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Decision Making Under Risk

- When doing decision making under uncertainty, we assumed we had “no idea” about which state of nature would occur.
- In decision making under risk, we assume we have some idea (by experience, gut feel, experiments, etc.) about the likelihood of each state of nature occurring.

The Expected Value Approach

- Given a set of probabilities for the states of nature, p1, p2 … etc., for each decision an expected payoff can be calculated by:
pi(payoffi)

- If this is a decision that will be repeated over and over again, the decision with the highest expected payoff should be the one selected to maximize total expected payoff.
- But if this is a one-time decision, perhaps the risk of losing much money may be too great -- thus the expected payoff is just another piece of information to be considered by the decision maker.

Expected Value Decision

Probability

.2

.3

S1

Lg Rise

.3

S2

Sm Rise

.1

S3

No Chg.

.1

S4

Sm Fall

S5

Lg Fall

D1: Gold

-$100

$100

$200

$300

$0

D2: Bond

$250

$200

$150

-$100

-$150

D3: Stock

$500

$250

$100

-$200

-$600

D4: C/D

$60

$60

$60

$60

$60

Highest -- Choose D2 - Bond

- Suppose the broker has offered his own projections for the probabilities of the states of nature:
P(S1) = .2, P(S2) = .3, P(S3) = .3, P(S4) = .1, P(S5) = .1

Expected Value

.2(-100)+.3(100)+.3(200)+.1(300)+.1(0)

$100

.2(250)+.3(200)+.3(150)

+.1(-100)+.1(-150)

$130

.2(500)+.3(250)+.3(100)

+.1(-200)+.1(-600)

$125

$60

.2(60)+.3(60)+.3(60)

+.1(60)+.1(60)

Perfect Information

- Although the states of nature are assumed to occur with the previous probabilities, suppose you knew, each time which state of nature would occur -- i.e. you had perfect information
- Then when you knew S1 was going to occur, you would make the best decision for S1 (Stock = $500). This would happen p1 = .2 of the time.
- When you knew S2 was going to occur, you would make the best decision for S2 (Stock = $250). This would happen p2 = .3 of the time.
- And so forth

Expected Value of Perfect Information (EVPI)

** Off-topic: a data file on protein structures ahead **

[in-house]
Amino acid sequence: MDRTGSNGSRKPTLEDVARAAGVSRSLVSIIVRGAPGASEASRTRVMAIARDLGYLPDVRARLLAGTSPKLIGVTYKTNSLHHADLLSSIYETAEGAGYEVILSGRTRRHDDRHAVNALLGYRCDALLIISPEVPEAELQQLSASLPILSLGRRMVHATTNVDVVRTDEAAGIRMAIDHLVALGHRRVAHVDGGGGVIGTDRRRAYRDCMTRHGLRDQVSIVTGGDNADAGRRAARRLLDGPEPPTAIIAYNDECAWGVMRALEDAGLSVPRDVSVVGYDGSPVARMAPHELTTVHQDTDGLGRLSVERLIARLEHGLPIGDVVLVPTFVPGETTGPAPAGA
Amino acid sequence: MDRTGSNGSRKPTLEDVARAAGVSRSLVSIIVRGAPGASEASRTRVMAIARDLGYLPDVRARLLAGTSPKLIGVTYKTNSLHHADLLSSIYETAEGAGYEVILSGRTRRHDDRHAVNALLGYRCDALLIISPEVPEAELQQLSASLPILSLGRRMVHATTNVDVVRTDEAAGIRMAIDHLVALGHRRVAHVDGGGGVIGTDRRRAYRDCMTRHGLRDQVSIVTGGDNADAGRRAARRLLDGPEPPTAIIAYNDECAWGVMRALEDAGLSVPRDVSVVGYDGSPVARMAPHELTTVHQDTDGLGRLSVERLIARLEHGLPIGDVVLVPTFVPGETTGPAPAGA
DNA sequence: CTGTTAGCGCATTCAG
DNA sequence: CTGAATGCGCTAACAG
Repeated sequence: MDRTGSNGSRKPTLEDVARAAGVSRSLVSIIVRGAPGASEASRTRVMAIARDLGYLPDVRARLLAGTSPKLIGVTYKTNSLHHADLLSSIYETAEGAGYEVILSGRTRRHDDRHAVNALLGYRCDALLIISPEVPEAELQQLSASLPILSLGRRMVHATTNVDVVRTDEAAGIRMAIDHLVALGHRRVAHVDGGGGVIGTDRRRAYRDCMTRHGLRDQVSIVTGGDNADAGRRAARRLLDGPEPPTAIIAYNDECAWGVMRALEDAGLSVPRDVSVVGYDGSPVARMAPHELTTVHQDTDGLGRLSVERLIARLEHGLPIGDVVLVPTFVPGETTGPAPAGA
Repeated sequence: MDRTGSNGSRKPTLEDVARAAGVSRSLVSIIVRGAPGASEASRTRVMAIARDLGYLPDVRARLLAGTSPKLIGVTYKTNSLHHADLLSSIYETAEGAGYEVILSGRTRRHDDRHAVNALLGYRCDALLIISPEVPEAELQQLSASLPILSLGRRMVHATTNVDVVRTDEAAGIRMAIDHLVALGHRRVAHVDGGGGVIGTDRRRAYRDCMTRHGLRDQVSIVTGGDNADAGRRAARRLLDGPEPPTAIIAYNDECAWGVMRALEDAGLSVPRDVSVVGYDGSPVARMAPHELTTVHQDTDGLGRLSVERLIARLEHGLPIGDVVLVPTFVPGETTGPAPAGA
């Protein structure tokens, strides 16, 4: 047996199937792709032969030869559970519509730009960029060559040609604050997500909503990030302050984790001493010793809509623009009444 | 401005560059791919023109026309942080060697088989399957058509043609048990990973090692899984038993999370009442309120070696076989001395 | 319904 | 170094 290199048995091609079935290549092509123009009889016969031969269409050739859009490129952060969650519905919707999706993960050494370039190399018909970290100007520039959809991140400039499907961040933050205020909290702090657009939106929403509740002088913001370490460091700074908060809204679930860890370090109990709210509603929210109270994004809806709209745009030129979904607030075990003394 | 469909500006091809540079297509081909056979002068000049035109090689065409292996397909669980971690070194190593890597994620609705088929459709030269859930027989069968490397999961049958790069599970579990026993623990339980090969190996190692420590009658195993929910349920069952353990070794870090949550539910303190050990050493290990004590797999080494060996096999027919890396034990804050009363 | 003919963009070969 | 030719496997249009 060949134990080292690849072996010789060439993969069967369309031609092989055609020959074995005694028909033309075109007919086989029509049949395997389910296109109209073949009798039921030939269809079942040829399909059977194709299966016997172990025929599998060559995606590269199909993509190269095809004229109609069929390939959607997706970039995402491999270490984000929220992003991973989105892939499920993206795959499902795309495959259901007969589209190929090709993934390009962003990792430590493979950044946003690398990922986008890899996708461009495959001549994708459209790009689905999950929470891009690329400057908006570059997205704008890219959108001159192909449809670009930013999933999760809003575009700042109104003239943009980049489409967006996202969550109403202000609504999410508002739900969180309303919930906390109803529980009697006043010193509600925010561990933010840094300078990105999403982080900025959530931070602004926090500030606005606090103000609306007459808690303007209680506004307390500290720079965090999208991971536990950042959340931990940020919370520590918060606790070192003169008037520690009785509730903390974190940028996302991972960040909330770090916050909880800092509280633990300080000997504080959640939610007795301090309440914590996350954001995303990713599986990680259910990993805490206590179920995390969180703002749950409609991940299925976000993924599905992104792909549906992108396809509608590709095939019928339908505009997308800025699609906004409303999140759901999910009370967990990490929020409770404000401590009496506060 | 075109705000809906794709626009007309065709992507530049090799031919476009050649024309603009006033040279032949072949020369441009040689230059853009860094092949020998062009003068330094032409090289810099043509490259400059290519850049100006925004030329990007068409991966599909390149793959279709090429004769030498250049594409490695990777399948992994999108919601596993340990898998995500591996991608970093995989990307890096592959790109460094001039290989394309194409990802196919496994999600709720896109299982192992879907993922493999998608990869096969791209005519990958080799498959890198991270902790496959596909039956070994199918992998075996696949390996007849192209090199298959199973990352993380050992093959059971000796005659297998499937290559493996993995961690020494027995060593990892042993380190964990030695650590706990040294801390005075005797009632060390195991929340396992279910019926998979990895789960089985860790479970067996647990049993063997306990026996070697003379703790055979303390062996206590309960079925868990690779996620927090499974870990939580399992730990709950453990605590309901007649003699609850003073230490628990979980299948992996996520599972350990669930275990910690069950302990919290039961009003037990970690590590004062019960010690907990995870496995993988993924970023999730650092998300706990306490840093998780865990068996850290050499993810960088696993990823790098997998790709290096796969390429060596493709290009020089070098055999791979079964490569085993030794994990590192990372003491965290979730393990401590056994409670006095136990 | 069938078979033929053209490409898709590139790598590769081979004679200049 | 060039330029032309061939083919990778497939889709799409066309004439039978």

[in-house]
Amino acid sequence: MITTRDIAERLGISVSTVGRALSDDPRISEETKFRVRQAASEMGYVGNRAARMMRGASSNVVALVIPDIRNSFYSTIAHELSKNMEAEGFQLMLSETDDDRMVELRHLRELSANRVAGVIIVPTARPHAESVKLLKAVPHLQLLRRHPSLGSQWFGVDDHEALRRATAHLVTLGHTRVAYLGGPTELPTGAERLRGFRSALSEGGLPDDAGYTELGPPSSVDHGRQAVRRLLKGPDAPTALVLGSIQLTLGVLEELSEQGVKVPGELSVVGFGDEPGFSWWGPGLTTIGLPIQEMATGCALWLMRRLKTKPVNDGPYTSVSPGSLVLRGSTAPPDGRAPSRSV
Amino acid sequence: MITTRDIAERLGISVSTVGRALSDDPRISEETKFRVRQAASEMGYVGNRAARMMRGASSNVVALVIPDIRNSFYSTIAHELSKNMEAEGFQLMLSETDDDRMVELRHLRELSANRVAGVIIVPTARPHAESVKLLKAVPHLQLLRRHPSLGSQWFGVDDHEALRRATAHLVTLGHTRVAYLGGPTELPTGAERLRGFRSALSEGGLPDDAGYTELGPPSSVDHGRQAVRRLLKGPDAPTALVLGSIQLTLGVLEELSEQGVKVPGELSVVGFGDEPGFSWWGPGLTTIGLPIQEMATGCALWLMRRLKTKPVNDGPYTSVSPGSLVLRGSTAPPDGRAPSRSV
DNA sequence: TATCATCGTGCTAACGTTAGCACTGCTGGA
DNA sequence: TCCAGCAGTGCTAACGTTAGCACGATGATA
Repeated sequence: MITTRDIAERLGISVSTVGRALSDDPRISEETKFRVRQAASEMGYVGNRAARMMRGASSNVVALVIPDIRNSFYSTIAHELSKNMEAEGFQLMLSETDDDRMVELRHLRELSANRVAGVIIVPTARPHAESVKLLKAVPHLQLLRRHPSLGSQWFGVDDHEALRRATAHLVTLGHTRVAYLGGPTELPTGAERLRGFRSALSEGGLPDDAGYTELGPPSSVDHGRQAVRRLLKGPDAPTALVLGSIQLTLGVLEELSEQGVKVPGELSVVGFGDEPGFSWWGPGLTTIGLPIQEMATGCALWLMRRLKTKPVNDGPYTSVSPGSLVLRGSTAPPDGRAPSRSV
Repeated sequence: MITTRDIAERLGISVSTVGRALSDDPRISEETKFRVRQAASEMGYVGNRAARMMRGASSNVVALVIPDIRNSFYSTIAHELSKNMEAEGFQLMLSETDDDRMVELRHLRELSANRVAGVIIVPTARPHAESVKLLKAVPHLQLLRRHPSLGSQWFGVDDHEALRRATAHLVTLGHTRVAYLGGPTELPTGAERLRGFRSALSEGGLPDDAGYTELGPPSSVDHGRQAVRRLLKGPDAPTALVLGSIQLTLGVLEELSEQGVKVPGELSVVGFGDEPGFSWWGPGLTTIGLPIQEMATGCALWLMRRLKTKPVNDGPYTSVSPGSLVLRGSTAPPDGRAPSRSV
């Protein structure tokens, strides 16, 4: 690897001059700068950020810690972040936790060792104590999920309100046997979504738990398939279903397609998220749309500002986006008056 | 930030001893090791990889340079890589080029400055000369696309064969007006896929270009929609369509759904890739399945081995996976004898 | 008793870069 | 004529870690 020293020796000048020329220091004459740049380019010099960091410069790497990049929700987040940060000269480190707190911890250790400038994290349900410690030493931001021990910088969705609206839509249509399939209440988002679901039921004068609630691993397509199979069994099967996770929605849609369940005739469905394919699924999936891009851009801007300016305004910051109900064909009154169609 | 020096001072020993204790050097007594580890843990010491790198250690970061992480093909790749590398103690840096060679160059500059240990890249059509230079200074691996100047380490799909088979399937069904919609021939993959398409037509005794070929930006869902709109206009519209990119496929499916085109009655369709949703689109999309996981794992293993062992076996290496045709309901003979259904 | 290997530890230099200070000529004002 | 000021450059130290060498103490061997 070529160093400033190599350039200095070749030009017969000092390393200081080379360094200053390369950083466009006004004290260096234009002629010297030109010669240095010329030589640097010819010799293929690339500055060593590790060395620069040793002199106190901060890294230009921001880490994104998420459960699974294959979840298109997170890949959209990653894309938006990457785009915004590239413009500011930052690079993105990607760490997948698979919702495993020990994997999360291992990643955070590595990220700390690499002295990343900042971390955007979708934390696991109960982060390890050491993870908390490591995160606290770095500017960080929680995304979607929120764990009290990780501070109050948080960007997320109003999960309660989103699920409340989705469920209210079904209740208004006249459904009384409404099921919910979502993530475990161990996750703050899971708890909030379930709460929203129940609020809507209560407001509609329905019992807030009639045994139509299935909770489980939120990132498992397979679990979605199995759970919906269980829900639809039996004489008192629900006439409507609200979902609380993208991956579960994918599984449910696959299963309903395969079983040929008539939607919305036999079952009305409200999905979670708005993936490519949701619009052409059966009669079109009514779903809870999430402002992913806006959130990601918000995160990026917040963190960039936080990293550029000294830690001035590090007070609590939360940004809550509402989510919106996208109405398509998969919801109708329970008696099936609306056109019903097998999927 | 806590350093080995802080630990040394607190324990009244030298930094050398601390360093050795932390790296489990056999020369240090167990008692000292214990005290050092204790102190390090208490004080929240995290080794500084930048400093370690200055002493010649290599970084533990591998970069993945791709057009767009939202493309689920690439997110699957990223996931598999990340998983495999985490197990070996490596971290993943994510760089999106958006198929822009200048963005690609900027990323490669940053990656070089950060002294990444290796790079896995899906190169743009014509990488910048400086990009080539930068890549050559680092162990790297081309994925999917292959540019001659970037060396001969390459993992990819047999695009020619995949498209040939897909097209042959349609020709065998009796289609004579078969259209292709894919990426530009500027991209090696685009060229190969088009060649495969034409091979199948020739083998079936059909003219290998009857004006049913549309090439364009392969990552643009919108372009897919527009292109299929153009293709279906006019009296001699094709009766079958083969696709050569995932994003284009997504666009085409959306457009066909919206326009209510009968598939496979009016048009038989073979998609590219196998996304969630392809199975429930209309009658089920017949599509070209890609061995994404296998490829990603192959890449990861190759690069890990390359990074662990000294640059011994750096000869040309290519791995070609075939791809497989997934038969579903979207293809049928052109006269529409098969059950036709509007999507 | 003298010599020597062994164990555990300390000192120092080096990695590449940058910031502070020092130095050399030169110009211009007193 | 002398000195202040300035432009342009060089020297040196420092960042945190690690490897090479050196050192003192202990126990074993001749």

- The expected value of perfect information (EVPI) is the gain in value from knowing for sure which state of nature will occur when, versus only knowing the probabilities.
- It is the upper bound on the value of any additional information.

Calculating the EVPI

Probability

.2

.3

S1

Lg Rise

.3

S2

Sm Rise

.1

S3

No Chg.

.1

S4

Sm Fall

S5

Lg Fall

D1: Gold

-$100

$100

$200

$300

$0

D2: Bond

$250

$200

$150

-$100

-$150

D3: Stock

$500

$250

$100

-$200

-$600

D4: C/D

$60

$60

$60

$60

$60

Expected Return With Perfect Information(ERPI) =.2(500) + .3(250) + .3(200) + .1(300) + .1(60) = $271

Expected Return With No Additional Information =EV(Bond) = $130

Expected Value Of Perfect Information(EVPI) =ERPI - EV(Bond) = $271 - $130 = $141

Sample Information

- One never really has perfect information, but can gather additional information, get expert advice, etc. that can indicate which state of nature is likely to occur each time.
- The states of nature still occur, in the long run with P(S1) = .2, P(S2) = .3, P(S3) = .3, P(S4) = .1, P(S5) = .1.
- We need a strategy of what to do given each possibility of the indicator information
- We want to know the value of this sample information (EVSI).

Sample Information Approach

- Given the outcome of the sample information, we revise the probabilities of the states of nature occurring (using Bayesian analysis).
- Then we repeat the expected value approach (using these revised probabilities) to see which decision is optimal given each possible value of the sample information.

Example -- Samuelman Forecast

- Noted economist Milton Samuelman gives an economic forecast indicating either Positive or Negative economic growth in the coming year.
- Using a relative frequency approach based on past data it has been observed:
P(Positive|large rise) = .8 P(Negative|large rise) = .2

P(Positive|small rise) = .7 P(Negative|small rise) = .3

P(Positive|no change)= .5 P(Negative|no change)= .5